Five killed, 42 hurt in Capital church attack Safiullah Gul, Pakistan
A horrific grenade attack on the Protestant International Church in the high-security diplomatic enclave of the Pakistani federal capital city of Islamabad on Sunday left at least five people dead and more than 40 wounded. Included among the dead were the wife and a teen-aged daughter of an American diplomat, who himself was injured in the assault.
Two unidentified terrorists lobbed six grenades into the church’s assembly hall packed with Sunday worshippers numbering about 70, eye-witnesses and security officials said, adding that a Pakistani, an Afghan and an Iraqi were among fatalities resulting from the attack that came in the middle of the sermon.
The Capital Police chief, Nasir Durrani, told reporters the grenade attack took place at about 10.50 a.m. local time and most of the victims were foreign nationals, who were attending the Sunday service. The injured, including 10 Americans, a dozen Pakistanis, five Iranians, one Iraqi, one Ethiopian, one German, were rushed to various Capital hospitals. Slightly hurt, the wife and daughter of the Sri Lanka high commissioner were discharged from a hospital here after being administered first aid. Two of the four grenades went off immediately, killing the five people and wounding more than 45 worshippers. Police had recovered two live hand-grenades from the church’s assembly hall, the police chief told a questioner. “We are in the process of ascertaining the make and brand of the grenades,” Durrani said.
The capital police chief claimed: “According to one version, a man of local appearance entered the church and threw hand grenades, while another version is that a second man came in through a different door and also threw grenades. People of different nationalities were inside the Church. They were up to 70 in number.
Denouncing the assault as a dastardly act, Pakistani President Pervez Musharraf voiced profound shock at the loss of lives and ordered an immediate inquiry. He roundly condemned the incident as a ghastly act of terrorism, resolving to bring the assailants to justice.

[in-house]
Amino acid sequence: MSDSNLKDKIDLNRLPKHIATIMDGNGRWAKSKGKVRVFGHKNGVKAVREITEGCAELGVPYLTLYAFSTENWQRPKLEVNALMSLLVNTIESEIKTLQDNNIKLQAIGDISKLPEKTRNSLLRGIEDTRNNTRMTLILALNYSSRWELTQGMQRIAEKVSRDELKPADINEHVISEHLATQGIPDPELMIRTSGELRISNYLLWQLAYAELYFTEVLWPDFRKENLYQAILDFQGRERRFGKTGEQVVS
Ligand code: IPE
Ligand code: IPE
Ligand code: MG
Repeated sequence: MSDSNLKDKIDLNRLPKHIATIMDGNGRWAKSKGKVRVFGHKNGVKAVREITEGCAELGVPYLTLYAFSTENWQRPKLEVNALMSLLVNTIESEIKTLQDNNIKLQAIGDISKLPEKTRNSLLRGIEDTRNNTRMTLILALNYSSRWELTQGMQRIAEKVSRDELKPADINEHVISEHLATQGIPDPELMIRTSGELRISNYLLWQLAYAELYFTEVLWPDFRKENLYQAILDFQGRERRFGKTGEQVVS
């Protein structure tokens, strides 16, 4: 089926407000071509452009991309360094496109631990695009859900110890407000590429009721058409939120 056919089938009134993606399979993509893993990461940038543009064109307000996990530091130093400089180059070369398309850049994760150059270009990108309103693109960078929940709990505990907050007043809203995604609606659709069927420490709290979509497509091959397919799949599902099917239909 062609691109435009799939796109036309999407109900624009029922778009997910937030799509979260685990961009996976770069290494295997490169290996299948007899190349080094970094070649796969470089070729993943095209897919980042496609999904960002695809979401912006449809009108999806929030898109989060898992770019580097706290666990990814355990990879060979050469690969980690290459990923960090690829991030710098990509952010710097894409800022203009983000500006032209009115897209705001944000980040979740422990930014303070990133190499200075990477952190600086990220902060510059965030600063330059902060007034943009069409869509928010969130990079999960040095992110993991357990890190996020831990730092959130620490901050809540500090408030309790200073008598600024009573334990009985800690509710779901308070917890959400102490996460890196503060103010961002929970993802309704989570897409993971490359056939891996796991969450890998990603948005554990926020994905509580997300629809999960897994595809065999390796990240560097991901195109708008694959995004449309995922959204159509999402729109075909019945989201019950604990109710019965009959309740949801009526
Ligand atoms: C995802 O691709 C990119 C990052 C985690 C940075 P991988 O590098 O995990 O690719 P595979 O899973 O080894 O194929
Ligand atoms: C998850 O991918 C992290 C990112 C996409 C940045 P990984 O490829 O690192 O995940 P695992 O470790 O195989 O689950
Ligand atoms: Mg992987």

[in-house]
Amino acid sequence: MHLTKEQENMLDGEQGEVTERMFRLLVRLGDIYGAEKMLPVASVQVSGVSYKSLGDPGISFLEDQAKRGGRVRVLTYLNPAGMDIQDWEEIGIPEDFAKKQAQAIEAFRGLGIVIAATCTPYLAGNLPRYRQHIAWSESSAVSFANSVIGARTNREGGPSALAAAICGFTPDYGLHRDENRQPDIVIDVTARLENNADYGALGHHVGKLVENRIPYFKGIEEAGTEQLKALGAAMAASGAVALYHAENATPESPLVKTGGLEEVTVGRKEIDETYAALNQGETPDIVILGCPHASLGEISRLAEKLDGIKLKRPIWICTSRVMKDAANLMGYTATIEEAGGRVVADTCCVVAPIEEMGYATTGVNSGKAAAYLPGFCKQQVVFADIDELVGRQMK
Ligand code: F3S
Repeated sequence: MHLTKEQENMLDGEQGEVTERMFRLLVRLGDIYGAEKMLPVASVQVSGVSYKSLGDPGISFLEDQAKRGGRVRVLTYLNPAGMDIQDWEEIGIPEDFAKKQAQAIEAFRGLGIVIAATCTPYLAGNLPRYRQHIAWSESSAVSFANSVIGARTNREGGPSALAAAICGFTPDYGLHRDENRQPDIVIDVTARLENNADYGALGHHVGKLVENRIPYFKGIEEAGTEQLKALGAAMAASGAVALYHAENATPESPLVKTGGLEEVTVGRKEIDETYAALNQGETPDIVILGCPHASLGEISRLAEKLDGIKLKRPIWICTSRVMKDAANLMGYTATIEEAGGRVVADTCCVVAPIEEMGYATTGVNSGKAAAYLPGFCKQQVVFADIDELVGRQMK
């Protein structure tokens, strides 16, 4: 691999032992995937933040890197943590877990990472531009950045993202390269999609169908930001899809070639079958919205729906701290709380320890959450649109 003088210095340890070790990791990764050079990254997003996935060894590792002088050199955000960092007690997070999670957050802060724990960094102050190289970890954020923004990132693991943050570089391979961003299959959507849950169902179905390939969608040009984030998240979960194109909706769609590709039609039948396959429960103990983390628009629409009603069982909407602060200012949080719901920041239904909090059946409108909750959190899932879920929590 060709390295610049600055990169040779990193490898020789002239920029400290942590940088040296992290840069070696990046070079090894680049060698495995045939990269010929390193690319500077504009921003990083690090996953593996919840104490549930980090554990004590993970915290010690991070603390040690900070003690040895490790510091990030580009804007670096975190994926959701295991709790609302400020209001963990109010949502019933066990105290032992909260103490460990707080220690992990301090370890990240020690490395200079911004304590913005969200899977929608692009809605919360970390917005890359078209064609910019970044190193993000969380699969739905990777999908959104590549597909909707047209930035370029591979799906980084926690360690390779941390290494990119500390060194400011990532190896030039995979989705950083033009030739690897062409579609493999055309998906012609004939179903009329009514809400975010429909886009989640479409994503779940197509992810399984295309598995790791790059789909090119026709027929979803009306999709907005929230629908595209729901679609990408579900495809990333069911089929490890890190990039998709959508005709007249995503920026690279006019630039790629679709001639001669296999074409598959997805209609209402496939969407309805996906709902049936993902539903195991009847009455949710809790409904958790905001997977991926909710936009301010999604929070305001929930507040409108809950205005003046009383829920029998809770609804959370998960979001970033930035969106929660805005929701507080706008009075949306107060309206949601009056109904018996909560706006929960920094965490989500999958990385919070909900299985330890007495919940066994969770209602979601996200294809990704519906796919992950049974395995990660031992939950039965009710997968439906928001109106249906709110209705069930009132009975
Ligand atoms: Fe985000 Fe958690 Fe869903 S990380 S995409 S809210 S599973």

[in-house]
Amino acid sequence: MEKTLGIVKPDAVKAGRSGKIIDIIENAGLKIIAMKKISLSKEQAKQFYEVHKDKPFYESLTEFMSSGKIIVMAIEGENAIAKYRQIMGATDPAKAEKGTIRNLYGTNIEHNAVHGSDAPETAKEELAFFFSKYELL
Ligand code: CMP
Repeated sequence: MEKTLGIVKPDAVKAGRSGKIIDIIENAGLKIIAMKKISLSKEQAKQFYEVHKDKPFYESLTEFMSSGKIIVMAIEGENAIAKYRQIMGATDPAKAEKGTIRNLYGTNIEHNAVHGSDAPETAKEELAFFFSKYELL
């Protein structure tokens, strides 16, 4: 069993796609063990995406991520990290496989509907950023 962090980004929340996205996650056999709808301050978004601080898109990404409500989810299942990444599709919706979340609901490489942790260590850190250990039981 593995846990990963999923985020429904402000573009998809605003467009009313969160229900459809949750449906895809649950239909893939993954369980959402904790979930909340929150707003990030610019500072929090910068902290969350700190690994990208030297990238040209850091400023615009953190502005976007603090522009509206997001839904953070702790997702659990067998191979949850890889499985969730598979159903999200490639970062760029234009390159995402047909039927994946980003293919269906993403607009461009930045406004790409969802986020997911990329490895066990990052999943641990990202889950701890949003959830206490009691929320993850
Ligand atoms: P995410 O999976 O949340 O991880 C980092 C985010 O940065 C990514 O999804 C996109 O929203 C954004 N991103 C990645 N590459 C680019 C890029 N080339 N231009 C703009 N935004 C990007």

The US embassy in the federal capital, meanwhile, confirmed that two American citizens were killed. A top security official insisted that an American diplomat’s spouse Dr Christy and their 17-year-old daughter Barbra were among the dead. Reeba Edwards, another foreigner, and Afghan national Anwar Bahzad were also killed in the explosions.
A doctor at Islamabad's Polyclinic Hospital said six of the 20 foreigners, brought to the hospital for medical treatment, were in critical condition. On receiving information, Islamabad police and other administration officials reached the church and took the injured to Federal Government Services Hospital, Pakistan Institute of Medical Sciences (PIMS) and Shifa International Hospital.
Police cordoned off the area around the church but bloodstains, broken glass and splintered wood could be seen on the front steps. In addition to civilian security agencies, military contingents were also deployed in the diplomatic enclave.
Security arrangements were beefed up throughout the city after the attack and all vehicles entering the federal capital through various points were being thoroughly checked. Most worshippers dived for cover as five or six explosions ripped through the church. Police said there were two attackers. “I saw a fellow throwing some grenades," said an elderly German woman wearing a white scarf flecked with blood who gave her name as Jutta. “Praise God I was spared but others were seriously injured. It was havoc.”
At one hospital, foreign nationals were wheeled in on trolleys, their limbs swathed in emergency dressings and clothes drenched in blood. Nick Parham, a Briton who works for the Tearfund aid agency, told Reuters he saw one attacker at close range shortly after the first blast. "One chap came down the aisle a couple of feet away from me. He had a belt on with a whole load of what looked like British army smoke grenades or home-made grenades," Parham said.
Parham said he went to hospital with six other people in an army truck. One woman in her mid-20s had serious internal injuries and died shortly after arriving at hospital, he said. Law Minister Khalid Ranjha said the attack was "certainly a message" and may have been carried out "to spoil our relations with our foreign friends. It's a highly deplorable attempt to spoil our relations with foreign countries. Choosing this place is meant to embarrass the government.”
After the attack, dozens of police and soldiers surrounded the Protestant International Church located in a heavily guarded diplomatic enclave about a half-mile from the US Embassy. Ambulances rushed to the scene and rescuers scrambled to help the injured.